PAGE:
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Shelly Berman's Cleans & Dirtys
Shelly Berman's Cleans Dirtys
Author: Shelly Berman
Shelly Berman presents a revolutionary approach to understanding the Aermican language. He has discovered that not only beauty but semantic interpretations, are CLEANS and DIRTys in the eye of the hebholder and that some very innocent-looki g words are not so innocent at all. — For example: To have a part is a CLEAN; To have an affair is a DIRTY...  more »
ISBN: 344085
Publication Date: 1966
Pages: 92
  • Currently 4/5 Stars.

4 stars, based on 1 rating
Publisher: Price, Stern Sloan
Book Type: Hardcover
Members Wishing: 0
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This is a cute little book on word play and some social commentary by the author. Examples of the word play are: "Chilly is a CLEAN; Frigid is a DIRTY" "Make Up Artist is a CLEAN; Make Out Artist is a DIRTY" "Comma is a CLEAN; Period is a DIRTY" The word play is fine and clever in various parts of the book but it is Berman's social commentary in explaining how he developed/ discovered the concept of CLEANS DIRTYS and observed it in various parts of the world. "Years ago, while I was on tour in New Zealand and Australia, the producer arranged a late supper in a very fashionable restaurant in Auckland. It was a pleasant affair. My wife, Sarah, and I were treated to an excellent supper in the company of some of the cream of New Zealand citizenry. The ladies were stunningly and tastefully dressed, the gentlemen studiously correct and the conversation interesting and amusing.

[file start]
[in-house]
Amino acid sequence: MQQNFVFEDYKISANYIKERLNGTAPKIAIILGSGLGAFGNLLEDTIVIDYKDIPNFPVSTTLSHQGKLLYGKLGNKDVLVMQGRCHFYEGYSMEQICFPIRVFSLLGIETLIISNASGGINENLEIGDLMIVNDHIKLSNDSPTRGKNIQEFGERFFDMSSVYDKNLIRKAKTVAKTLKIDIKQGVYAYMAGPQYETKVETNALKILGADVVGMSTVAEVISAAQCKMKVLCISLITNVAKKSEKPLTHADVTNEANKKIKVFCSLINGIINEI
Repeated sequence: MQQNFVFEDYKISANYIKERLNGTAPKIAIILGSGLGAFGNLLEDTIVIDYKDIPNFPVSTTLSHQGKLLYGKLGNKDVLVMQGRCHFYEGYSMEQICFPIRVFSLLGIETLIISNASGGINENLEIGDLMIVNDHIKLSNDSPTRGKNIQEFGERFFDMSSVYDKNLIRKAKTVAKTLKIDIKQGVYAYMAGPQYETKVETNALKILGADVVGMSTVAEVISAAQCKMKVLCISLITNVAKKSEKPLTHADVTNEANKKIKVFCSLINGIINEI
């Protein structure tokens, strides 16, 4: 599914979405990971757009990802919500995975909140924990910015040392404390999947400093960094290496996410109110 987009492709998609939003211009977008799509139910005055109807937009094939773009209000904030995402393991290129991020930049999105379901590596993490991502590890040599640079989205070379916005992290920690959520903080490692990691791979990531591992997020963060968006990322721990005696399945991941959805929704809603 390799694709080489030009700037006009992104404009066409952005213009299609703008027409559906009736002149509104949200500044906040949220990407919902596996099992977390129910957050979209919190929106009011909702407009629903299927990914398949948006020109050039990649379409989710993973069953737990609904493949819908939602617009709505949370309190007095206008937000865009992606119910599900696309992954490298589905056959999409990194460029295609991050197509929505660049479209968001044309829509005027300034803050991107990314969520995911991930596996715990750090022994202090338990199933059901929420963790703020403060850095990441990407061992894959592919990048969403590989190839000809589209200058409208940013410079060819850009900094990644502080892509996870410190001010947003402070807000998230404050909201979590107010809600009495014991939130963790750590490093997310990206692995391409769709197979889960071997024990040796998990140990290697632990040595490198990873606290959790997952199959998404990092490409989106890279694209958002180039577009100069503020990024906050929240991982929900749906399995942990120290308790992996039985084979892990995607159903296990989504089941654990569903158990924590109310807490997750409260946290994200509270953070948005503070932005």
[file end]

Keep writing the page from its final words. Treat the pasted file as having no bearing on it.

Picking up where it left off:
After the coffee and brandy had been served, the waiter set a small cupful of toothpicks in the center of the table. Once of the gentlemen raised the cup and passed it to the nearest lady who took two toothpicks from the cup and passed it on. Each guest helped himself or herself to a few toothpicks, Sarah and I declining our share. Then all my fine New Zealand friends proceeded to pick their teeth, the ladies no less vigorously than the men.
I found myself entirely captivated. Never before had I witnessed ten people picking their teeth in unison. Sarah seemed content to study the napkin in her lap but I could not resist observing the techniques of mass-toothpicking as practiced in a foreign land....We felt like guests at some kind of wild party....At that very moment, the most beautiful of the ladies at our table rose, laced her exquisite mink stole on her chair, took up her evening bag, delicately raised her hand to touch her elegantly coiffeured hair, leaned forwards and, with richly cultivated diction and remarkable resonant tones, said for all to hear, "Excuse me, I'm going to the toilet." ....Here I was, surrounded by people speaking the same language as I, acting very much like the folks back home, yet with some peculiarly essential difference -- they had different things to hide. I searched for words to describe this phenomenon and came up with two simple terms I regarded as thoroughly appropriate...."